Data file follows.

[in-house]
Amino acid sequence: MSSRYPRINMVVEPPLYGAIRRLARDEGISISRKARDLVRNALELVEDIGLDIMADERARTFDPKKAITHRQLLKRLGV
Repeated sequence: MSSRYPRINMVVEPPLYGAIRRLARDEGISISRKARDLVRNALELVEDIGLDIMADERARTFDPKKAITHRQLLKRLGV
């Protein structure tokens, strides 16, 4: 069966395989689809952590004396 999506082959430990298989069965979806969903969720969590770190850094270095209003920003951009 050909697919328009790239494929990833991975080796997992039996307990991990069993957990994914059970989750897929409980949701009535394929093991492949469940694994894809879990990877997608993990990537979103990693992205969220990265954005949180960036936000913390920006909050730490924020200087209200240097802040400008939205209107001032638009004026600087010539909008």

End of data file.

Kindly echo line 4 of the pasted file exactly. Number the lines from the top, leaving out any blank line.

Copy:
């Protein structure tokens, strides 16, 4: 069966395989689809952590004396 999506082959430990298989069965979806969903969720969590770190850094270095209003920003951009 050909697919328009790239494929990833991975080796997992039996307990991990069993957990994914059970989750897929409980949701009535394929093991492949469940694994894809879990990877997608993990990537979103990693992205969220990265954005949180960036936000913390920006909050730490924020200087209200240097802040400008939205209107001032638009004026600087010539909008």